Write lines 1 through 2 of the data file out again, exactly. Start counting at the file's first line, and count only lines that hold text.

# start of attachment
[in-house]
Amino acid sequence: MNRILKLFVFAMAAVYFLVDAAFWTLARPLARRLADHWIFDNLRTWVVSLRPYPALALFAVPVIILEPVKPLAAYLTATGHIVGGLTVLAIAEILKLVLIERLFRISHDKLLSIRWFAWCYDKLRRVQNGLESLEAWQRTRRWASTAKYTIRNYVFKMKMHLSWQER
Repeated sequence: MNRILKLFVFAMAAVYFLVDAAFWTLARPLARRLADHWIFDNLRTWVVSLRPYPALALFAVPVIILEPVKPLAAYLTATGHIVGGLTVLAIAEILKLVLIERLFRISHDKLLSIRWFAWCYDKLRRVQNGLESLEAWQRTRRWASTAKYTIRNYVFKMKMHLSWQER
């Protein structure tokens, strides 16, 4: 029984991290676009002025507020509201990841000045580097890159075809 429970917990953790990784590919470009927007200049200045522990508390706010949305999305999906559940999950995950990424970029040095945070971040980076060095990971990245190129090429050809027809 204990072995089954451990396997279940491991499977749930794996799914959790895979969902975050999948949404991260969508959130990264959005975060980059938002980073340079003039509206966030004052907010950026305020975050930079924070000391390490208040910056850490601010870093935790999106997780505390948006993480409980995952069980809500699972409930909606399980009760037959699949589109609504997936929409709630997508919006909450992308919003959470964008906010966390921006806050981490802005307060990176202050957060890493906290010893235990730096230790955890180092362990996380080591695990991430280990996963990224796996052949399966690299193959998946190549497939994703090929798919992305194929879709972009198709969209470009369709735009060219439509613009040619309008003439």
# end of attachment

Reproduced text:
[in-house]
Amino acid sequence: MNRILKLFVFAMAAVYFLVDAAFWTLARPLARRLADHWIFDNLRTWVVSLRPYPALALFAVPVIILEPVKPLAAYLTATGHIVGGLTVLAIAEILKLVLIERLFRISHDKLLSIRWFAWCYDKLRRVQNGLESLEAWQRTRRWASTAKYTIRNYVFKMKMHLSWQER